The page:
News Analysis: Italy, ArcelorMittal could face off over Ilva plant

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ROME, Nov. 7 (Xinhua) -- The Italian government and multinational steel giant ArcelorMittal are locking horns over the fate of Europe's largest steel production facilities.

The controversy is centered around the Ilva steel smelter in Taranto, southern Italy. The plant has a capacity to produce more than 10 million metric tons of steel per year, more than any other smelter in Europe. But it has also suffered from multiple warnings from European and Italian regulators for the illegal amount of pollution it emits and the deadly health outcomes they cause in the surrounding area.

The plant was put under state-supervised administration four years ago as the government sought to clean up the production facility and look for a private-sector buyer without closing down operations and endangering more than 8,000 jobs in one of the most economically underdeveloped parts of Italy.

ArcelorMittal, which is the world's largest steelmaker, agreed last year to take control of Ilva. The company agreed to pay 1.8 billion euros (2.0 billion U.S. dollars) for the plant while promising to spend at least 2.5 billion euros (2.8 billion U.S. dollars) to clean up the plant and increase production from 6 million to 8 million tons per year.

"The first problem with Ilva was that the plan has been to clean it up without stopping production, which is nearly impossible," Angelo Bonelli, national coordinator for the Italian Federation of Greens, an environmental movement, told Xinhua. "It would be like trying to repair a damaged car while driving it."

As part of the deal, ArcelorMittal was given legal immunity for health and environmental problems caused by the plant before the company acquired it. The government stripped that immunity earlier this month, prompting ArcelorMittal to say it would walk away from the plant. If it did that, it would put most of the jobs the plant provides at risk.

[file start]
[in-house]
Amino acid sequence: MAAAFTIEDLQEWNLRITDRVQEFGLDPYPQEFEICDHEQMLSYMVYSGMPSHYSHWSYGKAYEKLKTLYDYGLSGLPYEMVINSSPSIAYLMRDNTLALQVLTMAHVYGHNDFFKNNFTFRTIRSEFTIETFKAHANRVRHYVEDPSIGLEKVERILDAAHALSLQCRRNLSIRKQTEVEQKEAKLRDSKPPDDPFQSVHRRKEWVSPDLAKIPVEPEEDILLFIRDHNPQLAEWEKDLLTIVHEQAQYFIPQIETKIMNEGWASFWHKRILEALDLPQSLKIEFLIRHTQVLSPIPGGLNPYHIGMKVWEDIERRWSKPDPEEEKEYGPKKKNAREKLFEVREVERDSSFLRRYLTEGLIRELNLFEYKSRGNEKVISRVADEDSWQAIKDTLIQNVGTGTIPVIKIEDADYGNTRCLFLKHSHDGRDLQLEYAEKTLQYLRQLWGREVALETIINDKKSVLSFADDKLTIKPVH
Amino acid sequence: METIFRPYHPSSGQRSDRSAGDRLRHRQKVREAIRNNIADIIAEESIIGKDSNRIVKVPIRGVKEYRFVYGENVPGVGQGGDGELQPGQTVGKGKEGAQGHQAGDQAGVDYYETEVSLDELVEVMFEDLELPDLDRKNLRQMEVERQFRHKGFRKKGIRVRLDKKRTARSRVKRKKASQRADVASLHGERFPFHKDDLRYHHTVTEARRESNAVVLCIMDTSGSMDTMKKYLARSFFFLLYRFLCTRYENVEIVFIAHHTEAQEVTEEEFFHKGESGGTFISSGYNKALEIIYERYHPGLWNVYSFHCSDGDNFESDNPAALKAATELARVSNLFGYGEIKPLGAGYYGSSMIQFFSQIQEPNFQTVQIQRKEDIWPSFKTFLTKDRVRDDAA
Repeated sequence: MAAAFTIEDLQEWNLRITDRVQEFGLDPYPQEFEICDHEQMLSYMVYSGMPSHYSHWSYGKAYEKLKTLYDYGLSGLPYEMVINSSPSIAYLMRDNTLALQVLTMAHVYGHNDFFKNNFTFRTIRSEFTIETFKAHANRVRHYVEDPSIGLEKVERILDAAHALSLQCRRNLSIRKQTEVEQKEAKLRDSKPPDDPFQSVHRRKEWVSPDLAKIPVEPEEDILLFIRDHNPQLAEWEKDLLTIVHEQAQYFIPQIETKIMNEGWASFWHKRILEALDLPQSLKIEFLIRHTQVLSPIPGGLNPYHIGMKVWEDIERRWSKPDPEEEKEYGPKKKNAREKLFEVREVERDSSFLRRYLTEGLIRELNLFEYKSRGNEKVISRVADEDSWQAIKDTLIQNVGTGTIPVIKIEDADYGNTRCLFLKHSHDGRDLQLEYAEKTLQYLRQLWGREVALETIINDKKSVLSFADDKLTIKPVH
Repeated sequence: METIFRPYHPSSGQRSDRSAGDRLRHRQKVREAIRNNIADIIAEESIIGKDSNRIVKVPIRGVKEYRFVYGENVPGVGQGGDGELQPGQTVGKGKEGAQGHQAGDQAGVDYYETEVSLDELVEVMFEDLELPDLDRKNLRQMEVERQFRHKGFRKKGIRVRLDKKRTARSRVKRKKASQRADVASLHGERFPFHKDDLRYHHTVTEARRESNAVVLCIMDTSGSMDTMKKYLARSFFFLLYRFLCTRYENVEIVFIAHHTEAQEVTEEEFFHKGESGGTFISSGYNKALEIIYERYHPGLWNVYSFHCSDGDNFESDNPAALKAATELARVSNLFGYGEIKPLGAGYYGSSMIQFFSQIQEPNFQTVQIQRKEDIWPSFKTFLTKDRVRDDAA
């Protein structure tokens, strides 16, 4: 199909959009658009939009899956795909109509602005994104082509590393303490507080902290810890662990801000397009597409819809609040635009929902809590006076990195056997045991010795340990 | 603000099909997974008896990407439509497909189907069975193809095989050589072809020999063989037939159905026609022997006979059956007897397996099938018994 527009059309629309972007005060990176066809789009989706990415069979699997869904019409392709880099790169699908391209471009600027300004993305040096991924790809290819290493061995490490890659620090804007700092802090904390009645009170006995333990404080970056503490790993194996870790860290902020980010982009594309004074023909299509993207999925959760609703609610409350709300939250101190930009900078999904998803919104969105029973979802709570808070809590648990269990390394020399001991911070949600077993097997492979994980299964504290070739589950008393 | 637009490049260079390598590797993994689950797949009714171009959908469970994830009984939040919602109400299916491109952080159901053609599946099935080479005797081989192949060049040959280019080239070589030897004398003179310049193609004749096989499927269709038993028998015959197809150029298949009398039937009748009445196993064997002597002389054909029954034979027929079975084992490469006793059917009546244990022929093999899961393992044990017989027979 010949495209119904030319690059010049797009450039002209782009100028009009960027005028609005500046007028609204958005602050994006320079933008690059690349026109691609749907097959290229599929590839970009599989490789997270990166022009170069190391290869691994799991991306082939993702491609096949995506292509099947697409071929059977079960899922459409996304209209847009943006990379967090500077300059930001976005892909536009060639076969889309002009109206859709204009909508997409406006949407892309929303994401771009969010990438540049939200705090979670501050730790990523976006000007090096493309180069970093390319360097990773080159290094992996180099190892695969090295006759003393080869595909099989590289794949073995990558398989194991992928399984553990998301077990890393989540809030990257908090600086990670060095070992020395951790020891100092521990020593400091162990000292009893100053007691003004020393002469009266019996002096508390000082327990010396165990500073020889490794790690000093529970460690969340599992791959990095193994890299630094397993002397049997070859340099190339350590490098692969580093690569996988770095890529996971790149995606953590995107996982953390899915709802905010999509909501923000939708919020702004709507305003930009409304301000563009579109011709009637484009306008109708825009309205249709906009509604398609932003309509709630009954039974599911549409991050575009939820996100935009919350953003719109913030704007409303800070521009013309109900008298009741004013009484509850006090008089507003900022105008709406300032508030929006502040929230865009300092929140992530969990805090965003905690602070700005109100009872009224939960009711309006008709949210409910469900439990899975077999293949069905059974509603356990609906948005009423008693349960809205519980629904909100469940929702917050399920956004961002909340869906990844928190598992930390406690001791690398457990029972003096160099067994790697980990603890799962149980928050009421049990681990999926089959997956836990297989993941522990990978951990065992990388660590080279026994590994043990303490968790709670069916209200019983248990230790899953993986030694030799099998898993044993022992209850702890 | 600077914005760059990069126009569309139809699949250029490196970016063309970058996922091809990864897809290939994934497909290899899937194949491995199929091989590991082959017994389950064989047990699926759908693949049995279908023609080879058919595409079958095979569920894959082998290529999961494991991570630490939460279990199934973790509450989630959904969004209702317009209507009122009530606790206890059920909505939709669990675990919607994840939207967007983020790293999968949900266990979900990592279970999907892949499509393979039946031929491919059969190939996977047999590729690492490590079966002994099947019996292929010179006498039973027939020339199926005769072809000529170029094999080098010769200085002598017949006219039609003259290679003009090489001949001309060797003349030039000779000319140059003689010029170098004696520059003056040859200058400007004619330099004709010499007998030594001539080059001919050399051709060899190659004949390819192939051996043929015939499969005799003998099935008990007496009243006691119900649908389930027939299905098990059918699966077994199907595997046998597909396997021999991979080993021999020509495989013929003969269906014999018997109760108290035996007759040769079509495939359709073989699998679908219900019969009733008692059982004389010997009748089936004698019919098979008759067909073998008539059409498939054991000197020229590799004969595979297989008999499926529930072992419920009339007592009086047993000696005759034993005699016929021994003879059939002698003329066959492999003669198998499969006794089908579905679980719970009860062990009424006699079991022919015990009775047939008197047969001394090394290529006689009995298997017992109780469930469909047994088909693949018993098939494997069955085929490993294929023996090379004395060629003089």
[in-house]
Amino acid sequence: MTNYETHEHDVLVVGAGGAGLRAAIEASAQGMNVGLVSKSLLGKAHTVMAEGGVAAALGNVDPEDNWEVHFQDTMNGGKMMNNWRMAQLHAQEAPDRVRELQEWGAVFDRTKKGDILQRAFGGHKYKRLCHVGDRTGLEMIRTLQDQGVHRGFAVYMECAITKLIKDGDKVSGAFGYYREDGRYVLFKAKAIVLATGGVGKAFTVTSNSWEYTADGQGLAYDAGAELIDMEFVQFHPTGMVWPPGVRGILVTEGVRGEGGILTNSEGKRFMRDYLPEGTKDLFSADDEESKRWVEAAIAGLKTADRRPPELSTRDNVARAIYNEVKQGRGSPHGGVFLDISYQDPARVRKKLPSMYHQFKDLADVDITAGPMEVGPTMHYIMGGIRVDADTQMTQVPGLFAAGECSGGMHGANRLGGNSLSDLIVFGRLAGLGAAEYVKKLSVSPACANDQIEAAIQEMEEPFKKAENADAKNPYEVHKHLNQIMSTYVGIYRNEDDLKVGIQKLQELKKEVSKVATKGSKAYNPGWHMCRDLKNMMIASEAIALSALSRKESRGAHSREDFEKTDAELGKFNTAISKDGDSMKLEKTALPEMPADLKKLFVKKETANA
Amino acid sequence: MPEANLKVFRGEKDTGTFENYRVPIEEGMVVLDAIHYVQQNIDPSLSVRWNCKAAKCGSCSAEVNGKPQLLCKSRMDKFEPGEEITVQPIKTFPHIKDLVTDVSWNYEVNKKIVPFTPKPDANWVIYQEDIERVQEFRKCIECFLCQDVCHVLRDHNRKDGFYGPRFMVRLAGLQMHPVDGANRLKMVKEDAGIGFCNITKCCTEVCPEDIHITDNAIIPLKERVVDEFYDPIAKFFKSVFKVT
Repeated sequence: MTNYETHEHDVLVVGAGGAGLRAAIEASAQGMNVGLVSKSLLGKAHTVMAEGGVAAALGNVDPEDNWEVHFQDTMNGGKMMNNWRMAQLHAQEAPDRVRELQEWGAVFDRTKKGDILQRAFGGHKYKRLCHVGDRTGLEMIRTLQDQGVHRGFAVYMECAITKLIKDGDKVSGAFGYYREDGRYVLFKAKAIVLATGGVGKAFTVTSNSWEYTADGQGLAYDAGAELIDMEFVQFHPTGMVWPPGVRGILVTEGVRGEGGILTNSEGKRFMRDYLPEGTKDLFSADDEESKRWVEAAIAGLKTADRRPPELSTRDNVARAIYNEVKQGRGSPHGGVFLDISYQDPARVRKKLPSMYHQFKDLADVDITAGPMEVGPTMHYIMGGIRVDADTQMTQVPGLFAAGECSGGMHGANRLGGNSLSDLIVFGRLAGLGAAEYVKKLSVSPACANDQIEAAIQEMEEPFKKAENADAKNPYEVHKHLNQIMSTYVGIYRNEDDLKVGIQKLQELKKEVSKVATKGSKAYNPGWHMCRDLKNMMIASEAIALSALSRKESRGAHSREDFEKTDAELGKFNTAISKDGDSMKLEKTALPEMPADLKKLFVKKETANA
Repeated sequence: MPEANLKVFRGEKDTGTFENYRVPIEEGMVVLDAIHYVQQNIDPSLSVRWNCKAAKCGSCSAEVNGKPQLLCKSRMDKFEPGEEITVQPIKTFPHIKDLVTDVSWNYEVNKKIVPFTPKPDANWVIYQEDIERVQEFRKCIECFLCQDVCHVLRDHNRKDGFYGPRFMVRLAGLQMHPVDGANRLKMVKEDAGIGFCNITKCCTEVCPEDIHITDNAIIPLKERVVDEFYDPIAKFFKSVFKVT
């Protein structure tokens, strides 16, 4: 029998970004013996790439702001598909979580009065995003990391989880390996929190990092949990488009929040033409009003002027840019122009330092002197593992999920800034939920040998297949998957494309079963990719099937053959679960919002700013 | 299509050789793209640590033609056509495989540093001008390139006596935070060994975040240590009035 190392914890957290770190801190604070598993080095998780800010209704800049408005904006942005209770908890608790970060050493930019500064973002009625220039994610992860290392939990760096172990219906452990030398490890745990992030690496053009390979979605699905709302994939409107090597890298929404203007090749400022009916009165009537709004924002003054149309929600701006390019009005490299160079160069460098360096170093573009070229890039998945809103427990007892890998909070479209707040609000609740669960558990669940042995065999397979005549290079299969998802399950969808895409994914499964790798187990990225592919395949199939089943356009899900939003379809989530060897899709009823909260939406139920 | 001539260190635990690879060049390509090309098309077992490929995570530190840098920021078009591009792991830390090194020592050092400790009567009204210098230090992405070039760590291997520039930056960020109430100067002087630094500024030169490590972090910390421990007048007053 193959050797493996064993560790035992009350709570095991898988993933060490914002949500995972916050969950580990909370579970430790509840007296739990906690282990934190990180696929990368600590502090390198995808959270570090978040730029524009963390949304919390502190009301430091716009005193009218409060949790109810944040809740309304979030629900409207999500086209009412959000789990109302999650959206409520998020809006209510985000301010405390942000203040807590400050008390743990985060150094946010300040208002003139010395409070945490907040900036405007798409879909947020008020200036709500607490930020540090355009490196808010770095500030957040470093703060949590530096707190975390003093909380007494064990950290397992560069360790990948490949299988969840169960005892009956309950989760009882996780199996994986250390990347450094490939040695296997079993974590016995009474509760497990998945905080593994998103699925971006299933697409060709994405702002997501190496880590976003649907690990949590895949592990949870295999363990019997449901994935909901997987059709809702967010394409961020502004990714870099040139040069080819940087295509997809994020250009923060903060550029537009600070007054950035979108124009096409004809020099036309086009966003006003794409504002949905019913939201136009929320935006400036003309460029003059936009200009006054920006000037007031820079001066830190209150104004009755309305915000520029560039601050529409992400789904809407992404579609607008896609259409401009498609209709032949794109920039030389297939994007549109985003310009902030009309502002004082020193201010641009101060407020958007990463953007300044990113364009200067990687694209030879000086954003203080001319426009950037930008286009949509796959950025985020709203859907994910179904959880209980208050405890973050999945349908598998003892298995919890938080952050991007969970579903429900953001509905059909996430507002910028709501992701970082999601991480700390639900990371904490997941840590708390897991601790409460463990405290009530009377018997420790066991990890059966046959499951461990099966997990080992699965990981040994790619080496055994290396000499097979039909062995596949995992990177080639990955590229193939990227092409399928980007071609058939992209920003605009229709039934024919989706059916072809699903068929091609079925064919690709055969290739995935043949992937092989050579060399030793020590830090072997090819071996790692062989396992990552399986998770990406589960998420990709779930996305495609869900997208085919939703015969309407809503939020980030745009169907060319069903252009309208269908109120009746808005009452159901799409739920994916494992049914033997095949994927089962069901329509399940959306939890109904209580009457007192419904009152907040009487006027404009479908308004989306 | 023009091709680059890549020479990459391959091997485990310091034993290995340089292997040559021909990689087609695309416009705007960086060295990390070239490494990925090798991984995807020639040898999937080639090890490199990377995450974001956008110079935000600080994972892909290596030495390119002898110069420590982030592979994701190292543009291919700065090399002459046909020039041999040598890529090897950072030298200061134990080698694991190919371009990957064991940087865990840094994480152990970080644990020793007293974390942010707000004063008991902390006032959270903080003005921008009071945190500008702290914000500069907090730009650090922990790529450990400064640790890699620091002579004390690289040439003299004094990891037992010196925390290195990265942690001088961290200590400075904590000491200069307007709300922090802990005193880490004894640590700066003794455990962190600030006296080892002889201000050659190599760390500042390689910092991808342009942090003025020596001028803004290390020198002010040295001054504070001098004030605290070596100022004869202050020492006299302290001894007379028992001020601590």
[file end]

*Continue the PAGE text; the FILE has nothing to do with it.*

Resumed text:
ArcelorMittal issued a press release on Sunday blaming its plans to abandon Ilva on the government's decision to withdraw its legal protection.

But Italian Prime Minister Giuseppe Conte said the question of legal immunity is not the main problem behind ArcelorMittal's threat to withdraw.

"The legal shield is not the problem," Conte said after meeting with ArcelorMittal executives in Rome. "The company believes the plant's current production level is too low to cover its investments and so it wants to reduce jobs."

Bonelli agreed. "It looks like the immunity issue is just an alibi to cover up some economic issues," he said.

According to Italian media reports, the plant now produces just four million tons of steel per year, too low to justify more than 8,000 workers, and that Conte said ArcelorMittal wanted to slash the plant's workforce by as many as 5,000.

"ArcelorMittal cannot blackmail Italy over jobs," Minister of Economic Development Stefano Patuanelli told reporters.

On Thursday, Conte said in a television interview that Italy would sue ArcelorMittal for breach of contract if the company follows through on its threat to back away from Ilva. "It will be the biggest legal battle of the century," Conte noted. Enditem

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